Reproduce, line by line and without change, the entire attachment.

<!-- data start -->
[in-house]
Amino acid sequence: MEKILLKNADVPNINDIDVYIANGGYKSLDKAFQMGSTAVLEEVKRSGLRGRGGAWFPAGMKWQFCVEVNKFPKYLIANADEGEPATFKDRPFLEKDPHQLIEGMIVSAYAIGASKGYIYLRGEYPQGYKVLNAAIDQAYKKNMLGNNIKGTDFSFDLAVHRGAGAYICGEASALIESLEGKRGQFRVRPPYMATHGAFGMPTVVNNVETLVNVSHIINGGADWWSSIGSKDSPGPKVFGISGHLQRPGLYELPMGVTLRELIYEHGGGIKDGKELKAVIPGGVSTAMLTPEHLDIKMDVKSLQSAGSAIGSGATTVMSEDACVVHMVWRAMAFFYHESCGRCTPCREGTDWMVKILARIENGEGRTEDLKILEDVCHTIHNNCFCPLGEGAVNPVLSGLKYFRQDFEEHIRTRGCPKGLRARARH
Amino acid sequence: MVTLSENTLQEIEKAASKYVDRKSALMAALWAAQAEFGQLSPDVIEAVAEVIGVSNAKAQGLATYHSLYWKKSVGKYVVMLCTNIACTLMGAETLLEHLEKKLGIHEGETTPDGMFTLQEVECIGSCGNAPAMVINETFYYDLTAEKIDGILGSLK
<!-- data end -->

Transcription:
[in-house]
Amino acid sequence: MEKILLKNADVPNINDIDVYIANGGYKSLDKAFQMGSTAVLEEVKRSGLRGRGGAWFPAGMKWQFCVEVNKFPKYLIANADEGEPATFKDRPFLEKDPHQLIEGMIVSAYAIGASKGYIYLRGEYPQGYKVLNAAIDQAYKKNMLGNNIKGTDFSFDLAVHRGAGAYICGEASALIESLEGKRGQFRVRPPYMATHGAFGMPTVVNNVETLVNVSHIINGGADWWSSIGSKDSPGPKVFGISGHLQRPGLYELPMGVTLRELIYEHGGGIKDGKELKAVIPGGVSTAMLTPEHLDIKMDVKSLQSAGSAIGSGATTVMSEDACVVHMVWRAMAFFYHESCGRCTPCREGTDWMVKILARIENGEGRTEDLKILEDVCHTIHNNCFCPLGEGAVNPVLSGLKYFRQDFEEHIRTRGCPKGLRARARH
Amino acid sequence: MVTLSENTLQEIEKAASKYVDRKSALMAALWAAQAEFGQLSPDVIEAVAEVIGVSNAKAQGLATYHSLYWKKSVGKYVVMLCTNIACTLMGAETLLEHLEKKLGIHEGETTPDGMFTLQEVECIGSCGNAPAMVINETFYYDLTAEKIDGILGSLK